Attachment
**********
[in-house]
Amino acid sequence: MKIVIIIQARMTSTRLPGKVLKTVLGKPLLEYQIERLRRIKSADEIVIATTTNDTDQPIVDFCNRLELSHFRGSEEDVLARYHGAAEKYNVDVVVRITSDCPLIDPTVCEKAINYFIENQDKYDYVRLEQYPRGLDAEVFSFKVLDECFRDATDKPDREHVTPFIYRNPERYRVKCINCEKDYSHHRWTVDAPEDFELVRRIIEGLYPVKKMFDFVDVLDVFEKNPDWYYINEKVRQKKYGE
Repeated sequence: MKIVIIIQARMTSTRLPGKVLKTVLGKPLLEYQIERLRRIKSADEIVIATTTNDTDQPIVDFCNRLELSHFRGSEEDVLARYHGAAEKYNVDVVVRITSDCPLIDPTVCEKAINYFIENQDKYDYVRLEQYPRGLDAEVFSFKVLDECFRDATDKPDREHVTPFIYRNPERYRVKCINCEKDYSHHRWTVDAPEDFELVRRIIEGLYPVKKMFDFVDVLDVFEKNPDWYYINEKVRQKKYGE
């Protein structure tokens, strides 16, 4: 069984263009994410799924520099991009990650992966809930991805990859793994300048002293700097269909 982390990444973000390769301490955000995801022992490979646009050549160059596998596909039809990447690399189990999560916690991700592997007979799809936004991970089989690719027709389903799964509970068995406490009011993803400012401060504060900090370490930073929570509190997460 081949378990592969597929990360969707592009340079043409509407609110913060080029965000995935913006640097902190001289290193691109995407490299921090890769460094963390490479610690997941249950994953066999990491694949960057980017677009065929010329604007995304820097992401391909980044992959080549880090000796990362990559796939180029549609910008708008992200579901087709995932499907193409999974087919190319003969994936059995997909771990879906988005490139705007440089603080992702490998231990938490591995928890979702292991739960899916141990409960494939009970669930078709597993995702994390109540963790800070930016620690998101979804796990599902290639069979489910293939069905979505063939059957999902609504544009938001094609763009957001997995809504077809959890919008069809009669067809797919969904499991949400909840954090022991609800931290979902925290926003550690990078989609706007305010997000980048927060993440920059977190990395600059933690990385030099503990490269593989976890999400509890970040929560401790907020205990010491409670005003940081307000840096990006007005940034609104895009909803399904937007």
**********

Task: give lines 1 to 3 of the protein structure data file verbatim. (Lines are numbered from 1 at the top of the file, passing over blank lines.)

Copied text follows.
[in-house]
Amino acid sequence: MKIVIIIQARMTSTRLPGKVLKTVLGKPLLEYQIERLRRIKSADEIVIATTTNDTDQPIVDFCNRLELSHFRGSEEDVLARYHGAAEKYNVDVVVRITSDCPLIDPTVCEKAINYFIENQDKYDYVRLEQYPRGLDAEVFSFKVLDECFRDATDKPDREHVTPFIYRNPERYRVKCINCEKDYSHHRWTVDAPEDFELVRRIIEGLYPVKKMFDFVDVLDVFEKNPDWYYINEKVRQKKYGE
Repeated sequence: MKIVIIIQARMTSTRLPGKVLKTVLGKPLLEYQIERLRRIKSADEIVIATTTNDTDQPIVDFCNRLELSHFRGSEEDVLARYHGAAEKYNVDVVVRITSDCPLIDPTVCEKAINYFIENQDKYDYVRLEQYPRGLDAEVFSFKVLDECFRDATDKPDREHVTPFIYRNPERYRVKCINCEKDYSHHRWTVDAPEDFELVRRIIEGLYPVKKMFDFVDVLDVFEKNPDWYYINEKVRQKKYGE